“Grab it and go.”
A twin brother and sister leave Paradise for a second time.
The first time that Nicholas and Kirsten-Grace Baker moved away from Paradise, California, they did so with approximately 35 minutes’ notice. On the morning of November 8, 2018, Nicholas rolled out of bed, took a shower, and noticed that his family’s entire back deck was coated with an inch of ash. A mile away, Kirsten-Grace, his twin sister, arrived at school and discovered that only three of her first-period classmates had shown up. As she sped back home, the sky turned lava red, and she noticed hundreds of cars crawling through evacuation traffic pointed in the opposite direction. “I’m driving right into the apocalypse,” she said out loud, to no one in particular.
At home, the family grabbed everything their circumstances allowed. Cats and clothes and photos and stuffed animals and books and old chests full of trinkets rendered suddenly priceless. Because Kirsten-Grace was always logical — “the brainiac,” Nicholas calls her — she approached the situation with tidy practicality. “I had a jewelry case, and I thought, I can’t just grab all of these necklaces,” she says. “They’re all gonna get tangled up with each other.” She took three and left the rest to burn. Nicholas tore through his bedroom in an unsuccessful search for his childhood security blanket. The Bakers pushed their four cars into traffic and left home for good.
For several weeks after the fire, they stayed with a friend in nearby Bangor. Then they moved to a student apartment near Chico State with one vinyl couch and sterile white walls. Often, they invoked a passage from the Book of Jeremiah: “For I know the plans I have for you, plans to prosper you and not to harm you, plans to give you hope and a future.” Nicholas got it engraved on a dog tag. They also used another, punchier catch phrase, something they could mutter to each other every time they went back into the nightmarish melt that had once been their Paradise: “Stupid Fire.”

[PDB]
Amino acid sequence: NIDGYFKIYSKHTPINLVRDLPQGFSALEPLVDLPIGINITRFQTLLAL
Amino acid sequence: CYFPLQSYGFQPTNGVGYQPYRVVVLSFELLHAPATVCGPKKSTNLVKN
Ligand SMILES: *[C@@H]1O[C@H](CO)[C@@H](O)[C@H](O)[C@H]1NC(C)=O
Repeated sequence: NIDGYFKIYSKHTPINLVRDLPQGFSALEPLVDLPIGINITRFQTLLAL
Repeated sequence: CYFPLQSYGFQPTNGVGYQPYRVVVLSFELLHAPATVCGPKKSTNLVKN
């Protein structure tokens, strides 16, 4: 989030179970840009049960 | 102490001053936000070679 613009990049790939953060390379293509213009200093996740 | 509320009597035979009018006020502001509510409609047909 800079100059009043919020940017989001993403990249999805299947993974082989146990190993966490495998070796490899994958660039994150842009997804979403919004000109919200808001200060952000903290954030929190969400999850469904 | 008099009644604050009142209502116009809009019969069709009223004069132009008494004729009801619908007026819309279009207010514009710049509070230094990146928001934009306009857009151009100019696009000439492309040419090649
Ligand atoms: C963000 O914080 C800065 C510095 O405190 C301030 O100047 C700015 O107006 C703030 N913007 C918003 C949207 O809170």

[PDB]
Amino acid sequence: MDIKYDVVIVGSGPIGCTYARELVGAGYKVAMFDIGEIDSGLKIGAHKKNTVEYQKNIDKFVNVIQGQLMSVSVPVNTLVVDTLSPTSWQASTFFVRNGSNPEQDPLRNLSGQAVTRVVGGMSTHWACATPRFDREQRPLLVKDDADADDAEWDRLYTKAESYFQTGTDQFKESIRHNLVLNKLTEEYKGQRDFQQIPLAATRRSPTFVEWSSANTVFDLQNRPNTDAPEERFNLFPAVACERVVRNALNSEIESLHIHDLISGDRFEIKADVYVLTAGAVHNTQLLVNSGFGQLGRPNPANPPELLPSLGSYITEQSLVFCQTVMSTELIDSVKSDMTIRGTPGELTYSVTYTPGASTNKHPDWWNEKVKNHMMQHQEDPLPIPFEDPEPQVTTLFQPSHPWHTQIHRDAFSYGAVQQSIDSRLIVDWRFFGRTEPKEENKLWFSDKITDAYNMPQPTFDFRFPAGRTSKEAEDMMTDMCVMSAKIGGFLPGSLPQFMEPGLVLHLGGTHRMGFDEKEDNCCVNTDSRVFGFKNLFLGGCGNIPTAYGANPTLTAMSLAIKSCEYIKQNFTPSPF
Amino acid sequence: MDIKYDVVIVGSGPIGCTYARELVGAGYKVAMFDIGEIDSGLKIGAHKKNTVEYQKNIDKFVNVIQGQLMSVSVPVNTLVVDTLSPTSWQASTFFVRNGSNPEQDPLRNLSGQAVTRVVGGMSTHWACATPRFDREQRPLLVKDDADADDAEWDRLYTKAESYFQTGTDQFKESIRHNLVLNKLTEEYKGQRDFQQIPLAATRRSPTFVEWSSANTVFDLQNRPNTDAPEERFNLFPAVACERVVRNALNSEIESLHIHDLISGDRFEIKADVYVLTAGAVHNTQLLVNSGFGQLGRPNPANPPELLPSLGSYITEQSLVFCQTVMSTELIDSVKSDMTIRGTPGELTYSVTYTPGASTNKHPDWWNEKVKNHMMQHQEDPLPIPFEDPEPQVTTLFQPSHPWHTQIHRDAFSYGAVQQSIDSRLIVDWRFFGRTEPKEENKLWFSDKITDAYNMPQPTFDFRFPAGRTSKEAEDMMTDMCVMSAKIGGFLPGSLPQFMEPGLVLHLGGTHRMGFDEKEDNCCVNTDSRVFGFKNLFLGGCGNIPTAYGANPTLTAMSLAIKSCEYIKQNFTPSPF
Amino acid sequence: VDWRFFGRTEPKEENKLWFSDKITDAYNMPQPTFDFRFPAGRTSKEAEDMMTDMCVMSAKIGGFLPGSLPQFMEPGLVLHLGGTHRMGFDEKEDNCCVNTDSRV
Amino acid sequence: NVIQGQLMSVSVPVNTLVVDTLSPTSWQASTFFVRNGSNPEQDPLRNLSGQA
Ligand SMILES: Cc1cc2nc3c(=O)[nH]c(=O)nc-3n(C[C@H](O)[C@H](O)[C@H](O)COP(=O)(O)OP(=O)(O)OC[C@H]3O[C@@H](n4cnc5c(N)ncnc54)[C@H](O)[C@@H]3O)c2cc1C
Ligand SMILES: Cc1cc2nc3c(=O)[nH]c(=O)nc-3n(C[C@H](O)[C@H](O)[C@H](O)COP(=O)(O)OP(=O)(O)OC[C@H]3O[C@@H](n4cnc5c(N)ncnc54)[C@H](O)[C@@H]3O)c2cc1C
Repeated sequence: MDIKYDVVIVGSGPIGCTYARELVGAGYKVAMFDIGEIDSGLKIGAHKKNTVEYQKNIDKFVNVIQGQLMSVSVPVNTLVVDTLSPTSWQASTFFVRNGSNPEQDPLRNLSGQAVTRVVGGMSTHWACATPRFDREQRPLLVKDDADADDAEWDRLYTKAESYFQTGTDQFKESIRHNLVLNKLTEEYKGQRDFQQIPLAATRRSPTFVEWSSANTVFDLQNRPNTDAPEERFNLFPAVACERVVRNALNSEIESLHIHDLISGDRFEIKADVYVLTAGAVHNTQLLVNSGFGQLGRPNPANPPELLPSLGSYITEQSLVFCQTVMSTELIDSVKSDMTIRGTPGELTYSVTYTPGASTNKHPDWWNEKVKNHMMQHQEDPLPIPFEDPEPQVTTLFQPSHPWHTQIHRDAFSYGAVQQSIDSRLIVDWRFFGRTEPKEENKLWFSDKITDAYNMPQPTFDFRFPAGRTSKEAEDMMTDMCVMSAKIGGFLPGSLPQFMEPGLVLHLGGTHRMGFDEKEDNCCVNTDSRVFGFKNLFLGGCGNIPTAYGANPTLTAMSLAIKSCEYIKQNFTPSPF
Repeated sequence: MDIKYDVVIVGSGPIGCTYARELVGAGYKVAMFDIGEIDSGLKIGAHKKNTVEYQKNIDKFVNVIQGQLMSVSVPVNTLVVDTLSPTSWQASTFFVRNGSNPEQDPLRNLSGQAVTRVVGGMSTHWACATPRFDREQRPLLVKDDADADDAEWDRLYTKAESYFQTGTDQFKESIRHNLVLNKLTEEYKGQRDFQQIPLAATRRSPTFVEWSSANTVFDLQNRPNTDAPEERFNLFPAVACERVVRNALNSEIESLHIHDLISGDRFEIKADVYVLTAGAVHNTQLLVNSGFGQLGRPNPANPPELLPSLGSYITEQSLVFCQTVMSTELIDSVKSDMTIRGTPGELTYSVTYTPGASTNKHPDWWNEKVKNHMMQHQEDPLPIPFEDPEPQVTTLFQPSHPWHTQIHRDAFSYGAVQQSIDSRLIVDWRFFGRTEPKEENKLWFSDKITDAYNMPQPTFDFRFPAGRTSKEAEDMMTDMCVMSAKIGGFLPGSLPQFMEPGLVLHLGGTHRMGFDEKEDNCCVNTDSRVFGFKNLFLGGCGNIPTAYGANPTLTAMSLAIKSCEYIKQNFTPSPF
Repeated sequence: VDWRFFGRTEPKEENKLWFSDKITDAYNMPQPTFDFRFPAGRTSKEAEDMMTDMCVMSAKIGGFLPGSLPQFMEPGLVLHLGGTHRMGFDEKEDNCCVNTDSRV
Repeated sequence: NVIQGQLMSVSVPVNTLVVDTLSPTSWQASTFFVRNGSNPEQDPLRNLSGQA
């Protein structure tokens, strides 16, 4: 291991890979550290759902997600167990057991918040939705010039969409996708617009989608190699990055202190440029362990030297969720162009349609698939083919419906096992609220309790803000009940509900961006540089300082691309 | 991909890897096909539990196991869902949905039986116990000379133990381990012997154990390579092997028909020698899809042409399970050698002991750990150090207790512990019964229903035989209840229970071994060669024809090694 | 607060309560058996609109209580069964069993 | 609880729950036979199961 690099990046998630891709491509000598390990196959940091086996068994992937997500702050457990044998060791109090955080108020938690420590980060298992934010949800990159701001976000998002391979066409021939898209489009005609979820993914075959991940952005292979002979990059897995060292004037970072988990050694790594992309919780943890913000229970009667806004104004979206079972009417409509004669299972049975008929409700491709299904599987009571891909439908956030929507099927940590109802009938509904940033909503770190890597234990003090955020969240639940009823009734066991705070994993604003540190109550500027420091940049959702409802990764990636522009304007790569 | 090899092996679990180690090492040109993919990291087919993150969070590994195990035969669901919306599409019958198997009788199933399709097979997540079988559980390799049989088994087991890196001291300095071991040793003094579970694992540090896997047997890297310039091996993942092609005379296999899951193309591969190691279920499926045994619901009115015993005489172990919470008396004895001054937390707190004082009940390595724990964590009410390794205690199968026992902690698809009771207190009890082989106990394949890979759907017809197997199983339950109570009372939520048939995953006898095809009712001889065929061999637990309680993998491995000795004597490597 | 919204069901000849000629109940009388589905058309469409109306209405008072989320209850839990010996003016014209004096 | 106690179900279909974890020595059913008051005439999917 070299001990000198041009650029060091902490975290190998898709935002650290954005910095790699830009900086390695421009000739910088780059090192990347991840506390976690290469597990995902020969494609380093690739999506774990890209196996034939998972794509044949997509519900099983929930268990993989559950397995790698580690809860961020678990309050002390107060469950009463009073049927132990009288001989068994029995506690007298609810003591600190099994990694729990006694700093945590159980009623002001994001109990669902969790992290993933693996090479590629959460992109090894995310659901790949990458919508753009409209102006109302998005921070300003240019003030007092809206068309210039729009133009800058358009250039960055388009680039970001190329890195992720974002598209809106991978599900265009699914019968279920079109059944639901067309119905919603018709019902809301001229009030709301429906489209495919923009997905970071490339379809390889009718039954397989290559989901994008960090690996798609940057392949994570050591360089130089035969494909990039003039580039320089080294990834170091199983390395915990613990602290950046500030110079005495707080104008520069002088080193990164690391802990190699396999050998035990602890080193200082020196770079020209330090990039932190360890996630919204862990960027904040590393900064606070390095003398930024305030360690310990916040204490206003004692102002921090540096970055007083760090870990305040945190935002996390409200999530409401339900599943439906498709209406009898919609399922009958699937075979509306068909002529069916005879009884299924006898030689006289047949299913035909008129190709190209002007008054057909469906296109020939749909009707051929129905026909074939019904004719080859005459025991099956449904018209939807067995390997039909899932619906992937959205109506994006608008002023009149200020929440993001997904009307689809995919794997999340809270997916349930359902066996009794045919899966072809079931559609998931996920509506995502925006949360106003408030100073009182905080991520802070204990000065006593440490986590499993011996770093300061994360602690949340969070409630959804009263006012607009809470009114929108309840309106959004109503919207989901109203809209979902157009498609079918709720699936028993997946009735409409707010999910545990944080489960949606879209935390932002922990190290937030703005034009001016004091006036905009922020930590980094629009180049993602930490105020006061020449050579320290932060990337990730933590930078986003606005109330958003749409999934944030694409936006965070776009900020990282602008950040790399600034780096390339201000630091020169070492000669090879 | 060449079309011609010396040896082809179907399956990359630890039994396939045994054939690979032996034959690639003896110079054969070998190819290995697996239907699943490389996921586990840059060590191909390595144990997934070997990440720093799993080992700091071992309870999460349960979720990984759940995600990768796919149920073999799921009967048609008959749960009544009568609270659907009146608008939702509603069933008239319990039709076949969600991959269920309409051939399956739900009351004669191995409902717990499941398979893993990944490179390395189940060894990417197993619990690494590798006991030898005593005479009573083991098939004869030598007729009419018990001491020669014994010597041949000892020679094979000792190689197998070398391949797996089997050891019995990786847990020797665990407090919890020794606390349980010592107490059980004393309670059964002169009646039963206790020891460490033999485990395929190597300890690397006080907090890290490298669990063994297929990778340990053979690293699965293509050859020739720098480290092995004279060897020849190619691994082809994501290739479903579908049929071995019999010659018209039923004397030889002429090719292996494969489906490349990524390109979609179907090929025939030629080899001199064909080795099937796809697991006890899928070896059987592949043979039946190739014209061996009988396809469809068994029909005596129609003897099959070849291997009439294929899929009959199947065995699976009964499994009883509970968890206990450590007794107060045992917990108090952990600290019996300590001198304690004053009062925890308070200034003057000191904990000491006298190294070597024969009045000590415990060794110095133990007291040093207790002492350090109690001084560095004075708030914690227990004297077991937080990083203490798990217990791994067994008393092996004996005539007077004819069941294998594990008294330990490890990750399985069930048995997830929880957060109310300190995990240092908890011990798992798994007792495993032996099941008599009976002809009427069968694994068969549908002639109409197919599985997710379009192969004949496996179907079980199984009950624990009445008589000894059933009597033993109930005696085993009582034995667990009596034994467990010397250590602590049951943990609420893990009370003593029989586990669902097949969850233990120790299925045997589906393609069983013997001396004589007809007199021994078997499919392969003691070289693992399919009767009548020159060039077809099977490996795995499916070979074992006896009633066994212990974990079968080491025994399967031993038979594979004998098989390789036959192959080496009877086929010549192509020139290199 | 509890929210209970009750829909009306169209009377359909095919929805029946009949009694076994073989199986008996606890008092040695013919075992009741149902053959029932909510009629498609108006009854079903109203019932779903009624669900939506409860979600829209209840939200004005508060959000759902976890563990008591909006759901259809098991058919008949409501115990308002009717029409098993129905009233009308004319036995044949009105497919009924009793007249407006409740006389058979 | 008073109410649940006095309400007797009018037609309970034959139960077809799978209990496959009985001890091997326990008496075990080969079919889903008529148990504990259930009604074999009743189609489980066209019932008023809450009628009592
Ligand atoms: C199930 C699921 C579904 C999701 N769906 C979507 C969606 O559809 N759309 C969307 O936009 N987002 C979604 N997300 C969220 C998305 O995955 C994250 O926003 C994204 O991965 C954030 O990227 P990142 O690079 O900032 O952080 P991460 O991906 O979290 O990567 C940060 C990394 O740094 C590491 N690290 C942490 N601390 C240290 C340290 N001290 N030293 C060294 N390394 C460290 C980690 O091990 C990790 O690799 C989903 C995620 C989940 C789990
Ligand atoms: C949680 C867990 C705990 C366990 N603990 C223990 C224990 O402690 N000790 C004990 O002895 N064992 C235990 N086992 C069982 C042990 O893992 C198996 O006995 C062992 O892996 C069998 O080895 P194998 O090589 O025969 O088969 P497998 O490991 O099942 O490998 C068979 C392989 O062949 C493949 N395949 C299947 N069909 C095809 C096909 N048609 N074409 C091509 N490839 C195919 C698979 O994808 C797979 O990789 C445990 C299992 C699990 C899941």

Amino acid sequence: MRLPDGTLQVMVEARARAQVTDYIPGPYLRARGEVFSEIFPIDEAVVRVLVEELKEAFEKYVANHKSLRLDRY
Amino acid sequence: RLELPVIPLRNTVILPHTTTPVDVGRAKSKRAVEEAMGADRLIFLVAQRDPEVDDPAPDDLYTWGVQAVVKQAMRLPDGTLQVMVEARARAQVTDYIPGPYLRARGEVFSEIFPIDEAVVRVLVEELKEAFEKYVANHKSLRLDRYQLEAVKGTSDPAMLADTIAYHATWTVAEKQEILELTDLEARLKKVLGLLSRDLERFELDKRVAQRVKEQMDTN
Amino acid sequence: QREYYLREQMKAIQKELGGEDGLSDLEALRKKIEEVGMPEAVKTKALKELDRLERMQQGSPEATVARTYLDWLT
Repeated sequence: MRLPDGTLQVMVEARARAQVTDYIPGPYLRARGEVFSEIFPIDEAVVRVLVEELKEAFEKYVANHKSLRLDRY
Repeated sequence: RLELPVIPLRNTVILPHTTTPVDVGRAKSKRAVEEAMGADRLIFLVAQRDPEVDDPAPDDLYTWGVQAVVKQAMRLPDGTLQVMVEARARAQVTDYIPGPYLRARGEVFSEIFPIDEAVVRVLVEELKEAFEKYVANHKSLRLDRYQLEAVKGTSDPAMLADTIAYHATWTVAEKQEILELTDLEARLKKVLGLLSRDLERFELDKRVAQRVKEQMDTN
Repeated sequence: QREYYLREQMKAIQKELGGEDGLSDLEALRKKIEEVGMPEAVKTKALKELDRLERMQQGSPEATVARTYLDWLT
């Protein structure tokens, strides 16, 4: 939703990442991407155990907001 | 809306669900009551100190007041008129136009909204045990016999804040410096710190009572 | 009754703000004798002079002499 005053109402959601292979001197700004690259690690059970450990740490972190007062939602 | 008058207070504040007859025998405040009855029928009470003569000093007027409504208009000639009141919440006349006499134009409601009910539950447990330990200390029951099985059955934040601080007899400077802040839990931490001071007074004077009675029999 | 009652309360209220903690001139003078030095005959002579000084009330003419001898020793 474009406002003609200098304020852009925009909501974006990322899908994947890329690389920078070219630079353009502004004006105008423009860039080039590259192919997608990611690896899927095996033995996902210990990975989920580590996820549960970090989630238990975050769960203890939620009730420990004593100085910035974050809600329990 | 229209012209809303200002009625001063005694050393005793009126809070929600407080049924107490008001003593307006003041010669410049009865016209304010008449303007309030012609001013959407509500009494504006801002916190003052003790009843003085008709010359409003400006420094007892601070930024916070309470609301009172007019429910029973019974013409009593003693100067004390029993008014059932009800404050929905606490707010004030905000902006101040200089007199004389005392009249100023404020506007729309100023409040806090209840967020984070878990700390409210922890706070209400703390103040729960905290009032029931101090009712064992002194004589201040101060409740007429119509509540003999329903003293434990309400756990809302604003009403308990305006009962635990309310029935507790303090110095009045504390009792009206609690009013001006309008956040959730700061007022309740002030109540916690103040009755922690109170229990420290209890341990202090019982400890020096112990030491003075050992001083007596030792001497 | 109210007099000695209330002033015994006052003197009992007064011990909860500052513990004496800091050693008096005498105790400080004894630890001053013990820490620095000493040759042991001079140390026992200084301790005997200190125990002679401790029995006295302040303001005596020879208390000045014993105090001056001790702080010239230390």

The Stupid Fire erased their home and darkened their moods. Among survivors, the Stupid Fire hijacked typical greetings — “Hello” or “How are you?” — and plugged in something more somber and philosophical: “Where are you now?” Nicholas believes the Stupid Fire had something to do with why his father asked his mother, Karla, for a divorce around Thanksgiving. It placed emotional booby traps around things the family had once considered mundane: They sobbed, suddenly and without warning, at movies; the grocery store, with its neat rows of vegetables and cheeses, became too much to handle.
“To get to the spice aisle, I had to walk by everything that I lost,” Karla says. “I’ve lost this pan. I’ve lost the cookie cutter. Oh my gosh, I’ve lost the recipes. It’s not just your kitchen, your house. It’s those itty-bitty tangible items.”
Donations helped. But charity, even with the best intentions, is often clumsy in practice. The Bakers were given more clothes and toothbrushes than they ever could use. They had access to a seemingly endless supply of Q-tips. Meanwhile, other essential items, such as coat hangers and garbage cans, were nearly impossible to find. One afternoon, when Karla went to a Target store in Chico to buy underwear, she found a stack of near-empty shelves. “Good-hearted Samaritans were buying the underwear and then giving them to people,” she says. “But if you wanted to go buy your own underwear, you couldn’t.”
Finishing their senior year of high school, the twins looked for order wherever it was available. Kirsten-Grace filled her time with AP classes and the yo-yo club. Even though Paradise High School wasn’t significantly damaged, officials were forced to rent an office building near Chico’s airport to use as a replacement campus. Classrooms at “The Fortress,” as students came to call it, were separated by thin, 6-foot-high dividers. Depending on the location, they could sometimes see the heads of the taller teachers bobbing back and forth as they taught. “We all had permission from our teachers to listen to music during tests just to drown out the noise, because there was talking everywhere,” Kirsten-Grace says.